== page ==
I think I got the question right at least!

    That's just brilliant.

    "Excuse me, sir. May I interrupt your dying to find out your relationship status so that I can properly assess your psychosocial needs? "

    On top of that, it doesn't even address the question asked. Key words in bold:

    "...Which of the following [may] best help with determining why the client is currently having health problems?"

    I don't see why or how the patient's marriage status (which is quite a bit different than psychosocial wellbeing in its own right!) is relevant to current health problems.

    You're absolutely right to think Maslow. In this patient's case, stabilizing his physiological status takes the top priority. It's the bottom of the pyramid for a reason.

    Heck, if you look at the ABC's his C is in very poor condition and his B is quickly deteriorating.

  • 3

    Less passive-aggressive behavior, for one. If people upset/disappoint/anger me they know about it from me.

  • 1
    RNperdiem likes this.

    CDU is the politically correct term for "serial troponins until negative = discharge or positive = cath then IMU/ICU or stress" unit.

    Also known as "Fancy Observationland" or "Med/Surg Overflowland".

  • 7

    I'd go with D for excess sodium / fluid intake. And I'm only partially joking.

    The problem is the answer choices all avoid asking directly relevant questions merely to throw students off.

    If I ask if someone's been out of the country lately here in Texas, they could have been just as likely to hopped on a cruise or to have driven over the border into Mexico. It would be wrong to assume "international flight = DVT" in this case, especially when the symptoms are not those of pulmonary emboli, per say.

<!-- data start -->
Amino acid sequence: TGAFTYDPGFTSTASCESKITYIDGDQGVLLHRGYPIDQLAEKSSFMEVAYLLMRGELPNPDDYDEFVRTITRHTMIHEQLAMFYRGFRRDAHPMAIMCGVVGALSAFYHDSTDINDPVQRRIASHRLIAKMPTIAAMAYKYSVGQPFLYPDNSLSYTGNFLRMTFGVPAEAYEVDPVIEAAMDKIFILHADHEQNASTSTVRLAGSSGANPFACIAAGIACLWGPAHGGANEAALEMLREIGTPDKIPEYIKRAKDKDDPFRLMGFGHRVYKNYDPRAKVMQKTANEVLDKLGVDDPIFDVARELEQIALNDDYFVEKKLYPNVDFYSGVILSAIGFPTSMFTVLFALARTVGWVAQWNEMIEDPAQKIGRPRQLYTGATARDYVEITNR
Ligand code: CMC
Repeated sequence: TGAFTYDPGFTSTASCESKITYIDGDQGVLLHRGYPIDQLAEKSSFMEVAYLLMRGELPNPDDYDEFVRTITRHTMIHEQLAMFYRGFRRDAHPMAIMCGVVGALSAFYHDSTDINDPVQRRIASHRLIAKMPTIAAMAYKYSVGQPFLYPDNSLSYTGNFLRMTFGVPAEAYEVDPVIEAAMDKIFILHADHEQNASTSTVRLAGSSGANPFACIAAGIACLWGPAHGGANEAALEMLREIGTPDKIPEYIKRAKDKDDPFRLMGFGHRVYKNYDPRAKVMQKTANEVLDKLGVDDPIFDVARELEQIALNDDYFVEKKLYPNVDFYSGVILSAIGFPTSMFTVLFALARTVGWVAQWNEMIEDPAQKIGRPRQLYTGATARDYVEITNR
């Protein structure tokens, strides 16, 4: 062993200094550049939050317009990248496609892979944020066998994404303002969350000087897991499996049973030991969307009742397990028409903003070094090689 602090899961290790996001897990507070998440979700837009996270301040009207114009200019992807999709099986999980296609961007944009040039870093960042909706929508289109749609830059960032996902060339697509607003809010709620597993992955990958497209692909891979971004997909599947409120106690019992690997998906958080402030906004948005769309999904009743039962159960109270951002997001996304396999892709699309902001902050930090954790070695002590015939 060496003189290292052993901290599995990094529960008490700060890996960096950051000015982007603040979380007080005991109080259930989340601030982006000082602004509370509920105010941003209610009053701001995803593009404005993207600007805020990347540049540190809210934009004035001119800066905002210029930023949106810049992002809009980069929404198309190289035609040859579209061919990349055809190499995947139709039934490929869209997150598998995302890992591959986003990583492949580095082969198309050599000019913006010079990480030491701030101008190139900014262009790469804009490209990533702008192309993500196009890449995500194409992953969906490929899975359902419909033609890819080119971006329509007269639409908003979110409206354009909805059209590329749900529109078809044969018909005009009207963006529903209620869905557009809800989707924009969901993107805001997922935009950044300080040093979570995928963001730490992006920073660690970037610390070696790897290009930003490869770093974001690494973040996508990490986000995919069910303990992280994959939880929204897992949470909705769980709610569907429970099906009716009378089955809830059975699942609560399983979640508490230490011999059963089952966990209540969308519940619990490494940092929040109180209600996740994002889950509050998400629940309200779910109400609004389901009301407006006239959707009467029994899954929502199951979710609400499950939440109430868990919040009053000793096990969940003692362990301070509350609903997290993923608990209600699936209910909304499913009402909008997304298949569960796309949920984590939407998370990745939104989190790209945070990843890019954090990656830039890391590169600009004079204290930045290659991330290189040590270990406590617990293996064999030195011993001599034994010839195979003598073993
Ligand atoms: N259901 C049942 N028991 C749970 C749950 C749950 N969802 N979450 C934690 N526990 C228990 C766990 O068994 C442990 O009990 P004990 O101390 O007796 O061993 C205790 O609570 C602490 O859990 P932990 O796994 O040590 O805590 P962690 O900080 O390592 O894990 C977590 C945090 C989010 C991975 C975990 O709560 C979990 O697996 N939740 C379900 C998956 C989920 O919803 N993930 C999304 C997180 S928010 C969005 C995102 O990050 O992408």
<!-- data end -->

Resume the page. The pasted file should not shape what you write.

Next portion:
Hx CHF plus the current symptoms scream exacerbation of CHF, so then narrow down to what would possibly exacerbate it. Being married, babysitting, and traveling don't particularly or directly exacerbate CHF. Although I suppose one could make a case for forgetting to timely take medications while traveling.

    Another quality question designed to trick students instead of teach them. In reality, people ask "Have you flown more than two hours recently?", "have you taken all of your prescribed medications on schedule?", and "Has your diet changed or been modified in some way recently?"

  • 1
    MassED likes this.

    ICU Here. We had an incident last year that led to us only being able to silence the alarm at bedside, not at the nursing station. Makes responding very fun...

    As for number of monitors per monitor tech ratio, as a former monitor tech and the guy leading that committee for the design of our new building (opens next month!) we did a ton of research and we can't find any standards anywhere. We (not I) agreed to a 50-patient cap per monitor tech based on practice at other facilities. I agree it is too many, but there is literally no literature out there that looks at what should be considered safe practice for monitor techs.

  • 1
    vanburbian likes this.

    While I've never witnessed any need for medical intervention on a flight, I used to work with a nurse who was also a flight stewardess. She once mentioned that while obviously you're concerned with "scope of practice" issues as an RN responding, pretty much all companies have a medical liason (e.g. MD) in radio contact with whom you can speak to and receive orders from to cover yourself legally if you need to intervene.

  • 2
    Not_A_Hat_Person and Moogie like this.

    You guys realize a good many of our medicines come from extracted, purified, and concentrated natural sources, right?

    And you understand the benefits of having that process regulated, right?

    The two obvious examples are belladonna and foxglove. How DARE the companies try to make money off of mere plants! Why, I do believe we'd all be better off with unregulated and untested atropine and digoxin (respectively)!